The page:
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Office of the Press Secretary

For Immediate Release October 9, 1997
                             PRESS BRIEFING BY 
                                MIKE MCCURRY 

The Briefing Room

1:15 P.M. EDT

MR. MCCURRY: The President of the United States of America and the Prime Minister of the United Kingdom spoke by phone today for 22 minutes and had a wonderfully comfortable chat.

Q What about? (Laughter.)

MR. MCCURRY: Good, you took my bait. No, the Prime Minister has just returned to London from a successful trip to Moscow and meetings with President Yeltsin and the Prime Minister wanted to take the opportunity to brief the President on his trip. And they exchanged views on relations of the West with the Russian Federation and they then had an opportunity to discuss the status of the Northern Ireland peace process.

The President, in turn, told the Prime Minister about his very successful meeting with David Trimble form the Ulster Unionist Party earlier this week. I think both of them agreed that it is very important that there be no return to violence by any party. And they discussed in general the good feeling that exists with the resumption of the talks in Stormont. They reviewed some other regional issues and wished each other well.

Q Argentina wants the President to intercede with Britain on the Falklands issue. Did that come up today in the conversation?

MR. MCCURRY: I'm not aware that that issue arose in this conversation. We'll see if we can find out any more on that. Maybe NSC can do some more on that.

Q What's your reaction to Attorney General Reno's statements about being very disappointed about the tapes?

MR. MCCURRY: It's easy to understand and easy to agree with.

Q Well, wait a minute.

Q What did the President think about it?

Q Has the President spoken with the Attorney General about the issue?

MR. MCCURRY: He did not, no. She has talked -- she has, as she indicated, spoken to Mr. Ruff.

Q The two of them have not spoken at all about this?

MR. MCCURRY: They did not speak about that matter when she was here earlier today.

Q They would have had opportunities, surely, but they were seated not next to one another --

MR. MCCURRY: They were there together, but my understanding is they did not discuss the investigation.

Q Has he said anything about how he feels about her anger?

MR. MCCURRY: Yes, he did yesterday. He conveyed his own views yesterday.

Q Can you tell us about the conversation between Ruff and Reno? Has Ruff offered an apology to Reno in the same way he did to Senator Thompson?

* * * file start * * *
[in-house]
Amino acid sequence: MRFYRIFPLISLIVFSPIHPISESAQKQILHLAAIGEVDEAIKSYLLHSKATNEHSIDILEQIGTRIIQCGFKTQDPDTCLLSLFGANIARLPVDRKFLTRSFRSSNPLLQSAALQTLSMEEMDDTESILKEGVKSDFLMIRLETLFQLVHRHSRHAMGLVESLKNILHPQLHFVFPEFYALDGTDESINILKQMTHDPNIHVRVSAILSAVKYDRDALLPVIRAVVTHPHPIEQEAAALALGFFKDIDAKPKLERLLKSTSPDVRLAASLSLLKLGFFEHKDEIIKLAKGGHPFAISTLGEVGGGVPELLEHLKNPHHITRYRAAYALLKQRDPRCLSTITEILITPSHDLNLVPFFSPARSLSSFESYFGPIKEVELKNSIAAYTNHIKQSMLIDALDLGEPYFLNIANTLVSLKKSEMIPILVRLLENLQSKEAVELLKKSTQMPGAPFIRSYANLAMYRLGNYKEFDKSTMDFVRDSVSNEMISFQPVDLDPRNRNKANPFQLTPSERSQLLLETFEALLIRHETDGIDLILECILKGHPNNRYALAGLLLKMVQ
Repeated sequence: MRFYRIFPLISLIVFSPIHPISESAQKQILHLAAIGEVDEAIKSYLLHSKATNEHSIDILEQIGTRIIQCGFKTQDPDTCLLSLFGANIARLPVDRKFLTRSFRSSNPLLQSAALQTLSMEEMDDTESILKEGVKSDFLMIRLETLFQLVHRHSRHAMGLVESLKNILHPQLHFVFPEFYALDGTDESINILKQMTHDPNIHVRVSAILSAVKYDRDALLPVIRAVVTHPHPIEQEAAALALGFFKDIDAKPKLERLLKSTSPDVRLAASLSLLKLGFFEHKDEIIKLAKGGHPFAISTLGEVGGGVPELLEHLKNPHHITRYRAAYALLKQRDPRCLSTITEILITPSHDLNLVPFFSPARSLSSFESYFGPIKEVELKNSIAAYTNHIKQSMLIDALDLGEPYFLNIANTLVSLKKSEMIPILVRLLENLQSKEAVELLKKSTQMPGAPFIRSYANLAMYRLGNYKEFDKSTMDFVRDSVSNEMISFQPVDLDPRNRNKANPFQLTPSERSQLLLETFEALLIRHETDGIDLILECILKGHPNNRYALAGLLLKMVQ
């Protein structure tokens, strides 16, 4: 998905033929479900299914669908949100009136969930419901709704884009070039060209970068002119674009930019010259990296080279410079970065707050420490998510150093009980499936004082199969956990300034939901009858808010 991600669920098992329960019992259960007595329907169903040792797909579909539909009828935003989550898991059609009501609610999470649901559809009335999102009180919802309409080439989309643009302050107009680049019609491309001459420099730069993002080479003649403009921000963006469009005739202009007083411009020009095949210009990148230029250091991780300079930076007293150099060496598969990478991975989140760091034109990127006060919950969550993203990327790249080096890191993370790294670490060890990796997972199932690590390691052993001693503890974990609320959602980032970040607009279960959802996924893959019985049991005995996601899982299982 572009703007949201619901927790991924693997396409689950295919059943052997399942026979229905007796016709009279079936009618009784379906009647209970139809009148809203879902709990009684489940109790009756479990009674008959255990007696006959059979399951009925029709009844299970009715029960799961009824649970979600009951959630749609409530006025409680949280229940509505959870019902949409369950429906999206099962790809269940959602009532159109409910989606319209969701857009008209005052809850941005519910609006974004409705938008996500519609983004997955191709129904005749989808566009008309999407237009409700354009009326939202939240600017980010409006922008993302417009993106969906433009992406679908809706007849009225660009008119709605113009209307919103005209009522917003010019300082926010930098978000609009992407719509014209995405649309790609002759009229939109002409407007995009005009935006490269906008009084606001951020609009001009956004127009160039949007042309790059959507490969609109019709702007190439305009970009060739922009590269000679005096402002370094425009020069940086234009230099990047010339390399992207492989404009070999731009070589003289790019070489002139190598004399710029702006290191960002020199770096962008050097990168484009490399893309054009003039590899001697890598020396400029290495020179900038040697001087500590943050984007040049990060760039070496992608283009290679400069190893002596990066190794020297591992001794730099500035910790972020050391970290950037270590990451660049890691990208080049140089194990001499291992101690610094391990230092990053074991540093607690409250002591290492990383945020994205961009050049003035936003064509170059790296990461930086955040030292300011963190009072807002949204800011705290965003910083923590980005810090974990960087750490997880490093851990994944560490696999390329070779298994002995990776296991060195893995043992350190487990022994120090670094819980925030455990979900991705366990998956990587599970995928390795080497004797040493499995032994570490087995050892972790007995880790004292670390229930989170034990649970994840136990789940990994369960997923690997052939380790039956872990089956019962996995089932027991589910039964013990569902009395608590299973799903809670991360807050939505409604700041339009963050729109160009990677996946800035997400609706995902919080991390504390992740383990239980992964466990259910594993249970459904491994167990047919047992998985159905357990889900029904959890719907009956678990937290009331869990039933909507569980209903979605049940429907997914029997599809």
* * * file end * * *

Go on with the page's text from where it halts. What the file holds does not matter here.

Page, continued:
MR. MCCURRY: I think that I would leave it to Mr. Ruff to address it. I believe he said that he did when he was speaking with reporters up on the Hill when he was there the other day. I'm not absolutely certain of that, but I can check with him.

Q Mike, are there any plans that Clinton and Reno will talk later on today, will discuss --

MR. MCCURRY: I'm not aware of any, no.

Q Mike, she didn't seem to be upset with Ruff, per se; she said there were procedures in place, how to be contacted, how the stuff was to be turned over. Is she angry, or do you get the sense that it's a problem with how Breuer handled this whole event?

MR. MCCURRY: I believe if I'm not mistaken she's addressed herself to those issues. I wouldn't want to try to interpret what she's already said to reporters over at Justice.

Q Does the White House think that Breuer mishandled this notification of the tapes --

MR. MCCURRY: I think the President made clear what the White House thinks yesterday.

Q Has the President talked with the Attorney General over the past several days?

MR. MCCURRY: I'm not aware that they have discussed this matter.

Q Have they talked?

MR. MCCURRY: They talked today; she was here. They had a visit, they had a good announcement at the Top Cops grants, they're working together to protect kids from gun violence.

Q How often do they talk in general about --

MR. MCCURRY: I don't know how often they talk. I know the Attorney General is here at least once a week, meets with Mr. Ruff and I'm sure does talk to the President from time to time.

Q Reno had described the relationship with the White House as somewhat strained. How would you characterize that?

MR. MCCURRY: I didn't see that. I 'm not aware that she said that.

Q Well, how can the White House work with the Justice Department if the Attorney General says she's mad at the White House and that the relationship, as you heard, is strained?

MR. MCCURRY: Well, I get -- you get mad at me and I get mad at you from time to time, and we work together reasonably well.